Ann Arbor is thawing. Any hint of spring-time is usually enough to send me skipping since I have been cold and bundled for too long. But this year with the rays of sunshine comes the sinking realization of the inevitable: Graduation.
Sure, the fact that I don”t have a job yet is a source of my graduation anxieties. I also don”t know where I am going to live and with whom. I am not used to this type of blindness because as students here we are forced to find housing in October for the following year. It”s February and all I know is to which city I want to move.
This lack of knowledge is actually invading my dreams. Almost every night I find myself on a different fast-moving vehicle I”ve been in a car, train, boat and plane. I”ve been on a motorcycle and a roller coaster. Each time I feel like I”m going to crash, so I have to calm myself through the ride. I assume this represents my future, which seems to be coming too fast for me to handle. I had the motorcycle dream first. I was riding late at night, and the full moon illuminated the sky and the pine trees on the side of the road. I decided it would be fun to let go of the handlebars and lean back, so I could look up at my surroundings. As soon as I let go I realized the danger I was in, and I felt sincere panic.
This panic usually does not surface in my waking hours, but I have had a couple of minor breakdowns. I think most seniors have. Of course the panic has to do in part with the who, what, when, where, why of next year, but I think it runs a little deeper than that. I”ve been thinking a lot about my potential. Isn”t that what college is, a measure of one”s potential? It”s a meter of sorts that takes into consideration grades, concentration, extra-curriculars and internships. And then, after one is used to performing in the realm of education, one is supposed to take this potential and turn it into something tangible outside of our safe Ann Arbor box. That is pressure.
Years ago, two college lads headed opposing papers, The Harvard Crimson and the Harvard Lampoon, and have lived up to their college potential. Jeff Zucker, formerly of the Crimson, was recently named NBC”s president of entertainment, presiding over his former nemesis and Lampoon president, talk show host Conan O”Brien. These two guys didn”t let their success end with Harvard.
It isn”t always so. Over winter break I ran into a number of high school friends who are graduated and living with their parents, simply waiting for an opportunity to come along. I am terrified that will be me. I read a book over break that confirmed this fear, John Kennedy Toole”s Pulitzer-prize winning “A Confederacy of Dunces.” The main character received a master”s degree only to find himself years later in his underwear, writing a manifesto riddled with complicated allusions that will never be read. He finally picks up a job as a hot dog vendor, sneering at all his undereducated customers. This book depicts what can happen when potential goes rotten.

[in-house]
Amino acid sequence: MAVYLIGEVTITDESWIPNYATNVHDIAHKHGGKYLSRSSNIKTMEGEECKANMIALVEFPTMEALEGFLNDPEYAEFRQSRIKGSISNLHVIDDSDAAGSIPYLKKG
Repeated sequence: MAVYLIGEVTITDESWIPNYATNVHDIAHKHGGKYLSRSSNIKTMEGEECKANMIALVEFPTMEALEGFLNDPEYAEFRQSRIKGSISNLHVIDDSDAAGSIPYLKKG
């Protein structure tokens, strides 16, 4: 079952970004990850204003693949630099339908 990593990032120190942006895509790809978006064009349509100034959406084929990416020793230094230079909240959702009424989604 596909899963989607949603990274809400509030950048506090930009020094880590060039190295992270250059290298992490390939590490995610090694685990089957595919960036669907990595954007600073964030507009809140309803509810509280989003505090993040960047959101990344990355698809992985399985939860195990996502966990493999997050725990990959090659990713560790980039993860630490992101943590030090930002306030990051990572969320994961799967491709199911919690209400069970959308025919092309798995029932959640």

All of these worries are enough to give a person senioritis. The average senior goes out maybe four nights a week, reasoning it”s her last time in Ann Arbor with all her college friends. But senioritis is also a deterrent to senior madness. If she wasn”t socializing, she might be spending her time dwelling on the anxieties that come with senior year. My predominant anxiety is this: What if Ann Arbor is the climax of my life?
Michigan Student Assembly President Hideki Tsutsumi has some advice on the topic. He believes himself successful at the University less because of his position than because he ran again after being defeated in 1999. He is confident this perserverant attitude will make him successful after graduation.
I find that to be a good way to measure your potential. Maybe the fact that I received a poor grade freshman year and vowed to never get one again and succeeded (well, so far) is a better indication of my potential than my actual GPA.
Until the future gets here all I have are my nightly dreams. When I finally got the courage to let go of the bike”s handlebars and lean back, my torso parallel to the ground, I looked up to fast whizzing midnight sky and tall trees and breathed deep because I wasn”t going to crash. I instinctively knew where to go.
Gina Hamadey”s column runs every other Tuesday. Give her feedback at www.michigandaily.com/forum/ or via e-mail at firstname.lastname@example.org.